—Stephen Schwartz, Executive Director, the Center for Islamic Pluralism, and author, most recently of Is It Good for the Jews: The Crisis of America’s Israel Lobby

What bugs me about new dreams.

Twenty years ago when I was a teaching fellow in English at the University of Pennsylvania I assigned Kafka's The Metamorphosis for a seminar on modernism. The story wedges as firmly and poisonously in the mind as the apple hurled by Gregor's father wedges in the insect's shell, so I will forgo a summary. The final sentence describes the family's liberation after Gregor’s death: "And it was like a confirmation of their new dreams and excellent intentions that at the end of their journey their daughter sprang to her feet first and stretched her young body."

With a single exception, every student in my seminar interpreted that conclusion as "life-affirming"—a triumph of hope over tragedy. Young and embarassingly vital themselves, they acknowledged the selfishness of Gregor's sister, Grete, but also admired her resilience in embracing life. Irritated by their obtuseness, I spent most of one class arguing the author's intent and explaining why the family's response made the story more tragic, not less so. But my students were adherents of reader-response theory. They saw a feel-good ending, and so it must be.

My mother died this month after a long, debilitating illness. She and I had a difficult (euphemism for "tortured") relationship, and as we drove back from the funeral in Maryland I anticipated a life uninterrupted by her admonitory letters or querulous voice on the telephone. I don't know that I experienced "new dreams" or "excellent intentions." But certainly I experienced relief and, yes, a modicum of happiness. That I recognize the tragedy in such responses may make me a better reader. It doesn't make me a better person.

—Leigh Buchanan, Editor-at-Large, Inc.magazine

Smoke ‘em if ya got ‘em.

This quote comes from Mary Yukari Waters' wonderful story "Since My House Burned Down" and speaks, in many ways, to what I think of as the boundless hope I only wish I still had, the kind of hope which reminds me of what it means to live without fear. In order for the quote to make sense, however, it's important to also note the haiku by Masahide the narrator of this story recounts to herself (which, oddly, is now the title of the band 1997's new album): Since my house burned down/ I now own a better view/ of the rising moon.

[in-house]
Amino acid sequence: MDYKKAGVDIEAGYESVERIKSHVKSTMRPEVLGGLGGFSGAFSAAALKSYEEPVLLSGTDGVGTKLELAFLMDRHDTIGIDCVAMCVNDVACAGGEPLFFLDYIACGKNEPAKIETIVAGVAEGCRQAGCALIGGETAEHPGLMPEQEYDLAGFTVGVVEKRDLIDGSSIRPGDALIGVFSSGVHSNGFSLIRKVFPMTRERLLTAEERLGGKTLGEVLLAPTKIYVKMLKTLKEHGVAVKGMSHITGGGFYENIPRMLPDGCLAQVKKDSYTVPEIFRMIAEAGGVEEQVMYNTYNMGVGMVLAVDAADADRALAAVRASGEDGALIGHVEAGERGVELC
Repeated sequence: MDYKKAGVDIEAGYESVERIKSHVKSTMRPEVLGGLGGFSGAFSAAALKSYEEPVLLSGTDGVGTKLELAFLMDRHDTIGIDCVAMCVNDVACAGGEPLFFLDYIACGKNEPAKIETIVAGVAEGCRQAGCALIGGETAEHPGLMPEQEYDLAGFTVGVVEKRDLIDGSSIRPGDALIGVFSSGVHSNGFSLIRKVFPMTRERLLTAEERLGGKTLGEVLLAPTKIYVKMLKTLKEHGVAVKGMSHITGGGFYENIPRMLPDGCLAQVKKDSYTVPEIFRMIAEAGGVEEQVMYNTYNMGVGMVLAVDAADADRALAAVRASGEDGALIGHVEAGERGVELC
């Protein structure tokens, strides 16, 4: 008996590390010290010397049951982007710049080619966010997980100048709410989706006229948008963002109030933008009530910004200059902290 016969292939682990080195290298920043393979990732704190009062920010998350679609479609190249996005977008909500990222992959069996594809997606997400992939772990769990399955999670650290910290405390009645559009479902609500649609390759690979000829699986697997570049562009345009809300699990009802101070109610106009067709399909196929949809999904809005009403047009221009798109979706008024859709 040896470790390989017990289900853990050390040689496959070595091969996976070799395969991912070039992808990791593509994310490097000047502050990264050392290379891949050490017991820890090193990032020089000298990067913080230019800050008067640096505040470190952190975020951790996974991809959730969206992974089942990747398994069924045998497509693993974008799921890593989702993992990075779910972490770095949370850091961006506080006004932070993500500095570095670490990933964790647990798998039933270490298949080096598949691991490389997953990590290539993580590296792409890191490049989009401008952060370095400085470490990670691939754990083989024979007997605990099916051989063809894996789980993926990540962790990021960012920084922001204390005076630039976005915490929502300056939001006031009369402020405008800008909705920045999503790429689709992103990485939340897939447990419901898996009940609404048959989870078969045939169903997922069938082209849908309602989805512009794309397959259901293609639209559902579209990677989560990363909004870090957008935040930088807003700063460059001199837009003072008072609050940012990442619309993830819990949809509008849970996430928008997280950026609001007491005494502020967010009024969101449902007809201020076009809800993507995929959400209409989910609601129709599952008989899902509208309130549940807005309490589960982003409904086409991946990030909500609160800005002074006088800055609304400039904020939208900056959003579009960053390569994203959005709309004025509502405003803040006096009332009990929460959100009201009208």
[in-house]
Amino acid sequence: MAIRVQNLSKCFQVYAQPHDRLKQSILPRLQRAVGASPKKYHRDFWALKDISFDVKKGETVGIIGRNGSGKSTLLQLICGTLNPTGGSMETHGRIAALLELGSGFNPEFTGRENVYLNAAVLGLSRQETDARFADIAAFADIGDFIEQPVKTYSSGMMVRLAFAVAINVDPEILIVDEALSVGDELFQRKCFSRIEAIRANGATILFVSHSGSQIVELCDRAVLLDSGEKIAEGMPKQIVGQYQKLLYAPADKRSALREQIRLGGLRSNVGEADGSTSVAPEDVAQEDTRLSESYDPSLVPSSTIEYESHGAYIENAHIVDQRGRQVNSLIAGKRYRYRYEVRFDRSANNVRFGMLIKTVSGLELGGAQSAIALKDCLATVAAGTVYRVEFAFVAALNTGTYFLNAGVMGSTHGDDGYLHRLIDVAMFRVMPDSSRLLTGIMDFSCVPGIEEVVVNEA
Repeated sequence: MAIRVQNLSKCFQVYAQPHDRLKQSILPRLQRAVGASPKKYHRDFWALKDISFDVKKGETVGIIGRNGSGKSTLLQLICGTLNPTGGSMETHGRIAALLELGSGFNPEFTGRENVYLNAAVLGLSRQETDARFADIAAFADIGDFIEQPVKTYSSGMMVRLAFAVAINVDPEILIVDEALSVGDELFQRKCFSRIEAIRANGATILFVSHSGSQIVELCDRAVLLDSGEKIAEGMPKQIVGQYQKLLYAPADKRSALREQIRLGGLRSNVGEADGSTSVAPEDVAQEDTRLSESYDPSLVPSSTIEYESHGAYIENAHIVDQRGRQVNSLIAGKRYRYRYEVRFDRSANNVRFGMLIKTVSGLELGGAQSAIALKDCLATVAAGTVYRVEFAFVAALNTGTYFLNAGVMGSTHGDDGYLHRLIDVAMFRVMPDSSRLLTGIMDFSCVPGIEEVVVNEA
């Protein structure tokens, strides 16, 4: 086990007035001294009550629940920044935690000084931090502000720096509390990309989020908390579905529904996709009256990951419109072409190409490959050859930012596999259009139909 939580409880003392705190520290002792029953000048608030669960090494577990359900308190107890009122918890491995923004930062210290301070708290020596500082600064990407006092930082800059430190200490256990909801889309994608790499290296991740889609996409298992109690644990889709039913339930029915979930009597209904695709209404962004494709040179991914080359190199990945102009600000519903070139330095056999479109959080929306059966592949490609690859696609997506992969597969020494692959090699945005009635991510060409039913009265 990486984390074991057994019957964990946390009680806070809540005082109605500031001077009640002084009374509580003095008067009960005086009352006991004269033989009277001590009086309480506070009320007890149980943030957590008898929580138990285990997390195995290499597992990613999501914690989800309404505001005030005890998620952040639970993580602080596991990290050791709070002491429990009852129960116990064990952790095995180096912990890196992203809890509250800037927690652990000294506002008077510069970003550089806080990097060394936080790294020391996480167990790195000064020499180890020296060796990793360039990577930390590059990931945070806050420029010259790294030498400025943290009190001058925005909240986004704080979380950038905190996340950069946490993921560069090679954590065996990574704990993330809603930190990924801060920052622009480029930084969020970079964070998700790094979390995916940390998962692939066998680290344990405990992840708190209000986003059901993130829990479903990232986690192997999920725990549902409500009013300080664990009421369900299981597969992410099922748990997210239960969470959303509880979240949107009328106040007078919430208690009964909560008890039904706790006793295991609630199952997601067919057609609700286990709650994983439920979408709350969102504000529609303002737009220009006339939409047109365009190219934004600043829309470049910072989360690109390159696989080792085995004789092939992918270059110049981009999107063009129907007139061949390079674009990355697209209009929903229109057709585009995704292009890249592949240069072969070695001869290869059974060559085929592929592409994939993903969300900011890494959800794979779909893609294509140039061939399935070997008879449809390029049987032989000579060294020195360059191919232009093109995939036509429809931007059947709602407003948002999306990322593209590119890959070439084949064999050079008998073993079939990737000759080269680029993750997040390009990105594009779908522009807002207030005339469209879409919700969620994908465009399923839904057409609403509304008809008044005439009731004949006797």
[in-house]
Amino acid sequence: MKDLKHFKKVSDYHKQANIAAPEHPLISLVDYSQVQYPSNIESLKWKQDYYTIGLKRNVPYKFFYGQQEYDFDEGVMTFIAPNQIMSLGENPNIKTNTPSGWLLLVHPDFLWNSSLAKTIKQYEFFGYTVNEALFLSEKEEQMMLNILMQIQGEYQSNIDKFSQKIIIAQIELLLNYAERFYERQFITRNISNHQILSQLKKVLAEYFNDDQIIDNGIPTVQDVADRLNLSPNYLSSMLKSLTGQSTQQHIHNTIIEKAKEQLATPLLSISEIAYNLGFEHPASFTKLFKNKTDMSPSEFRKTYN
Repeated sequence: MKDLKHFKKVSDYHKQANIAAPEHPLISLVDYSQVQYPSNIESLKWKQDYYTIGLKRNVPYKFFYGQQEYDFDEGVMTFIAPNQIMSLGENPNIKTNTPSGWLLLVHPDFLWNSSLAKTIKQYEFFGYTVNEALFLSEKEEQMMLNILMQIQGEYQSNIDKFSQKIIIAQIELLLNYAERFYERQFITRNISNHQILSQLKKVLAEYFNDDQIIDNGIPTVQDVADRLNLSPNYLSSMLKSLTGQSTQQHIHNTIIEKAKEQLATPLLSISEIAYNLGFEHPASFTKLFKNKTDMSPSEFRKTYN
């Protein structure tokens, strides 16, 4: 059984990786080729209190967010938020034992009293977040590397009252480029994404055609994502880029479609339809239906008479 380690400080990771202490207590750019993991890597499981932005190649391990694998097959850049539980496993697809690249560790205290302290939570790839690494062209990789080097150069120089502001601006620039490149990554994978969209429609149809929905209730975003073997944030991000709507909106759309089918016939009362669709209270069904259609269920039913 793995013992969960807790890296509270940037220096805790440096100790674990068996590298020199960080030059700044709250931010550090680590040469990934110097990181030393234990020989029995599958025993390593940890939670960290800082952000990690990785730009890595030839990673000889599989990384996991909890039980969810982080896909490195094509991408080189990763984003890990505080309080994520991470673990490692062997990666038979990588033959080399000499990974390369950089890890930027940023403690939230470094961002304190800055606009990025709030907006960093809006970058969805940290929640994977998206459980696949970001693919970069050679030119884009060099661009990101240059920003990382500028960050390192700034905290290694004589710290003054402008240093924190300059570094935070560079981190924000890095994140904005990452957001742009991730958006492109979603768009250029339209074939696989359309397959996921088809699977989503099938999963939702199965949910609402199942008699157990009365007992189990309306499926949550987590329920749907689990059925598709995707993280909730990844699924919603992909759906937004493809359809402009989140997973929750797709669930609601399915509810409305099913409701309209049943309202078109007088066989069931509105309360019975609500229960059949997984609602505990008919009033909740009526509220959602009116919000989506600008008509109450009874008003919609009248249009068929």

I head down toward a sunny bench overlooking the water. These days walking exhausts me. The river flows past, sunlight glinting on its surface like bright bees swarming over a hive. I can actually hear the bees buzzing, so I take out my hearing aid and put it in my handbag. I sun myself like this for a long time, eyes half shut. I conjure up from memory the surface sounds of the river, its tiny slurps and licks as countless currents tumble over one another. I remember too the soft roar in flood time of the undercurrent as it drags silt and pebbles out to sea.

The music comforts me. I imagine dissolving into the water, being borne along its current. Something slowly unclenches in my chest. I am pared down, I think suddenly, to Masahide's poem. And I sense with a slow-mounting joy how wide this river is, and how very deep, with its waters rolling out towards an even vaster sea; and the quiet surge of my happiness fills my chest to bursting.

—Tod Goldberg, author of Simplify, Living Dead Girl, and Fake Liar Cheat

Ye Olde Renewal Poeme.

This is a protest quote from "Minor Manuscript" by Sir Thomas Wyatt. There is no such thing as renewal. Especially after Bergman's death.

The piller pearisht is whearto I lent, The strongest staye of myne vnquyet mynde; The lyke of it no man agayne can fynde, From East to West, still seking thoughe he went. To myne vnhappe! for happe away hath rent Of all my ioye the vearye bark and rynde; And I (alas) by chaunce am thus assynde Dearlye to moorne till death do it relent. But syns that thus it is by destenye, What can I more but have a wofull hart, My penne in playnt, my voyce in carefull crye, My mynde in woe, my bodye full of smart, And I my self, my self alwayes to hate, Till dreadfull death do ease my dolefull state?"

—Francois Blumenfeld-Kouchner, Jewcy blogger

Days of Shock and Awe.

Some years ago, on the day before Yom Kippur, I moved into a new apartment, my first permanent home after an itinerant decade spent jumping back and forth from long term sublets to my parents’ place downtown. Lucky them! Lucky me! It was September and so humid I felt like I was gulping filmy air instead of properly breathing.

Most of my belongings were in storage out of state, so I rented a truck and with my father’s help loaded it up and drove to Brooklyn, by way of Yonkers, where we got lost and I became hysterical with anxiety that I’d never arrive and that the stress of moving would never ever end.

It mercifully did and that night, I tossed restlessly on my mattress amid scattered boxes in a still, stuffy room. When I woke the expanse of unpacking and then the start of Yom Kippur lay ahead.